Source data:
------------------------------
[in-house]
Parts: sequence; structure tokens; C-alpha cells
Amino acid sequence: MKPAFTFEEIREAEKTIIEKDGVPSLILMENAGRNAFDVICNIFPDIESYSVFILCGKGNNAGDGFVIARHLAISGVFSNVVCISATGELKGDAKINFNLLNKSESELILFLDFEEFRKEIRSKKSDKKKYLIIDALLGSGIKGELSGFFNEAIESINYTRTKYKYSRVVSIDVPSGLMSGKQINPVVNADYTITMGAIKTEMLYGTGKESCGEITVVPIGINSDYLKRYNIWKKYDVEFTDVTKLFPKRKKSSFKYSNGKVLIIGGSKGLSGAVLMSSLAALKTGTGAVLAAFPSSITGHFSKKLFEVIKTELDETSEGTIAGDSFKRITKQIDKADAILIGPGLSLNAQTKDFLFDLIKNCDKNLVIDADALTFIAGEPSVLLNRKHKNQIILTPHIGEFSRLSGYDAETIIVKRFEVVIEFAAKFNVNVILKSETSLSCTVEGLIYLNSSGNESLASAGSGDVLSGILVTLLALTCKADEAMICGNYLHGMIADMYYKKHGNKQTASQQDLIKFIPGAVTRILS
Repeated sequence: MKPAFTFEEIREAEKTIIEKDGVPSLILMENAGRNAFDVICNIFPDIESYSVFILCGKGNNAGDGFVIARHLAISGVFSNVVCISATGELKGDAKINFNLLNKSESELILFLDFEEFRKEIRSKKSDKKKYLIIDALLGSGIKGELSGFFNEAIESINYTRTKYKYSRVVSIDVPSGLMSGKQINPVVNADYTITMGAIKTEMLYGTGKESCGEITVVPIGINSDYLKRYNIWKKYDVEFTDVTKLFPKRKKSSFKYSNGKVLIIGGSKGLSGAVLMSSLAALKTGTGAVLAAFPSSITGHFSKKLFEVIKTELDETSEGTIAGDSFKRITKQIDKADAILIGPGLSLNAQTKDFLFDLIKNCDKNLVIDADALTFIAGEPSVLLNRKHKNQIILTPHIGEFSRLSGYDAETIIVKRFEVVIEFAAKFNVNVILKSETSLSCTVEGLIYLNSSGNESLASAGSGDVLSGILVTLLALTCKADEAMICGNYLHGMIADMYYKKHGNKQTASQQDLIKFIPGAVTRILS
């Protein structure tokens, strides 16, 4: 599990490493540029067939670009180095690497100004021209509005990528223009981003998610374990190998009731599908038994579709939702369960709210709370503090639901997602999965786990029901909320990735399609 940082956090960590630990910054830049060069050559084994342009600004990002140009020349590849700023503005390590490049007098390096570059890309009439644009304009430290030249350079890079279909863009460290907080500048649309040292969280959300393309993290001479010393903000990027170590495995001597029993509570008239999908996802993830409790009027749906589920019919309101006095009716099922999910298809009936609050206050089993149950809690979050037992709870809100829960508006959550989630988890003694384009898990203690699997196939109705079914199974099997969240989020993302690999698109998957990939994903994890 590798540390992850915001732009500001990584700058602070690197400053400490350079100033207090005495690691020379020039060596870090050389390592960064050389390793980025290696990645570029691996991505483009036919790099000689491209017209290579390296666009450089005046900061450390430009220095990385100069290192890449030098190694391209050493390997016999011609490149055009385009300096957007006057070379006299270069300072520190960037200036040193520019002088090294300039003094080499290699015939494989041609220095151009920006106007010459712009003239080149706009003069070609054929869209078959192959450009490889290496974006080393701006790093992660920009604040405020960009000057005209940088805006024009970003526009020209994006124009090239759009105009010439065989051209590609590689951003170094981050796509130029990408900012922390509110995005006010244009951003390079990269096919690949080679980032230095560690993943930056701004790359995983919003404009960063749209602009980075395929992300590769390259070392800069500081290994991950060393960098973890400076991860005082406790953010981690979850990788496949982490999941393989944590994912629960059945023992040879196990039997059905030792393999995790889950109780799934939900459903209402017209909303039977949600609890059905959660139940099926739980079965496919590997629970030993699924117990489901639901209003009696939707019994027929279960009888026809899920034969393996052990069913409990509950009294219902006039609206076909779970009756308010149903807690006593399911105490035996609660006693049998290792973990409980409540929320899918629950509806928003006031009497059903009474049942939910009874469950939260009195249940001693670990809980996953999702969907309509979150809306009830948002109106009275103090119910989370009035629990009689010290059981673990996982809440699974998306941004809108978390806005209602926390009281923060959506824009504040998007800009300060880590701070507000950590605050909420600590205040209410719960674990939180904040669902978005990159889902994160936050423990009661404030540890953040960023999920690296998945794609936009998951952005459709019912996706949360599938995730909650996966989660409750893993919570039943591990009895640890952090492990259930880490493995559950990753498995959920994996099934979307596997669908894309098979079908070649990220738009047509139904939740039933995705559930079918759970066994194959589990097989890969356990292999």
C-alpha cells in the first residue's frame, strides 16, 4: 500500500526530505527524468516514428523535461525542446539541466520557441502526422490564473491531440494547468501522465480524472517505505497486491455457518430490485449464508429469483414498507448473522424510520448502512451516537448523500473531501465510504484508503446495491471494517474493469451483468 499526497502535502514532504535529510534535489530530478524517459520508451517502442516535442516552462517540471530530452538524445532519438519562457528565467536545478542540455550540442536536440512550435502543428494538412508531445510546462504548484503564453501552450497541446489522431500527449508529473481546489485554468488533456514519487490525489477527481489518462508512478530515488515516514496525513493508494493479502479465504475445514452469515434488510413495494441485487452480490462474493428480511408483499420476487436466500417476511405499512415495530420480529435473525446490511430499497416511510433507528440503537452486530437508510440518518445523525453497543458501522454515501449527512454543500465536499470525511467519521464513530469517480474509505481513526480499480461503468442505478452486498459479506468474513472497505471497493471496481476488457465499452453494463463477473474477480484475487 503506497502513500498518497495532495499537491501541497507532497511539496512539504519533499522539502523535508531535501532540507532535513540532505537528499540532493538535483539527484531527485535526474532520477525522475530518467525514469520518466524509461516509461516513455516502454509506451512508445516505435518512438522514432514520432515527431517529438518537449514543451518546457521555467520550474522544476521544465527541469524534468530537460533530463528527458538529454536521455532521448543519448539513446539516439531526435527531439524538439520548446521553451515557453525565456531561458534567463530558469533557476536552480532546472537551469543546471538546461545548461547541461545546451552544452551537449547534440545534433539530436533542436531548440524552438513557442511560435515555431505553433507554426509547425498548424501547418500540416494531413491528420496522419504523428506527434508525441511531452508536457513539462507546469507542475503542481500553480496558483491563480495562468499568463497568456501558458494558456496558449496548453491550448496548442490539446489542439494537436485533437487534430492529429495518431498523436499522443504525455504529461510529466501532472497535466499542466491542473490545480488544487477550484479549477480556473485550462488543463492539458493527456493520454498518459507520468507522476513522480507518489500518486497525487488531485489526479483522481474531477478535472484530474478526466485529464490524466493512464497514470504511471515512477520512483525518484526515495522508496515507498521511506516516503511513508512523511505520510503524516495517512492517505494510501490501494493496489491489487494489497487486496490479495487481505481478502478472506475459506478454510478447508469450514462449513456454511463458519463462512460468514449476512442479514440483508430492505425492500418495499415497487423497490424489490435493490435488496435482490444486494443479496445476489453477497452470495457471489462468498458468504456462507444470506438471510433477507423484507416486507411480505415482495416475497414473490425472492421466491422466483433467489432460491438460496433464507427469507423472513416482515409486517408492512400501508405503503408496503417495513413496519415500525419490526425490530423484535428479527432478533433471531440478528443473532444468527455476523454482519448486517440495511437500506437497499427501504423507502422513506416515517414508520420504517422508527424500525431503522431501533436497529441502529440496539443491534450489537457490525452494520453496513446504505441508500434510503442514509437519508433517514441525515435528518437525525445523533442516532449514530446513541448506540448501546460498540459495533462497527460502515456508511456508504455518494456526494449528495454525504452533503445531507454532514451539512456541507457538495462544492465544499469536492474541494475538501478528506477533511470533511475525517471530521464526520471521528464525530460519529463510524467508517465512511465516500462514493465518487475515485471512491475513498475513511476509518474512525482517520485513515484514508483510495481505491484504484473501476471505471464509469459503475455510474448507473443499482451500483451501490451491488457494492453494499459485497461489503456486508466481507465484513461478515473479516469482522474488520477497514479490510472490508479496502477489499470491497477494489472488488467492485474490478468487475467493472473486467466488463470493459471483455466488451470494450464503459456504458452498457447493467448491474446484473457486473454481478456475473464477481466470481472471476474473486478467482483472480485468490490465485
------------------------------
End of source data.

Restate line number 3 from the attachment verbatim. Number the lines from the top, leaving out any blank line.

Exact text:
Amino acid sequence: MKPAFTFEEIREAEKTIIEKDGVPSLILMENAGRNAFDVICNIFPDIESYSVFILCGKGNNAGDGFVIARHLAISGVFSNVVCISATGELKGDAKINFNLLNKSESELILFLDFEEFRKEIRSKKSDKKKYLIIDALLGSGIKGELSGFFNEAIESINYTRTKYKYSRVVSIDVPSGLMSGKQINPVVNADYTITMGAIKTEMLYGTGKESCGEITVVPIGINSDYLKRYNIWKKYDVEFTDVTKLFPKRKKSSFKYSNGKVLIIGGSKGLSGAVLMSSLAALKTGTGAVLAAFPSSITGHFSKKLFEVIKTELDETSEGTIAGDSFKRITKQIDKADAILIGPGLSLNAQTKDFLFDLIKNCDKNLVIDADALTFIAGEPSVLLNRKHKNQIILTPHIGEFSRLSGYDAETIIVKRFEVVIEFAAKFNVNVILKSETSLSCTVEGLIYLNSSGNESLASAGSGDVLSGILVTLLALTCKADEAMICGNYLHGMIADMYYKKHGNKQTASQQDLIKFIPGAVTRILS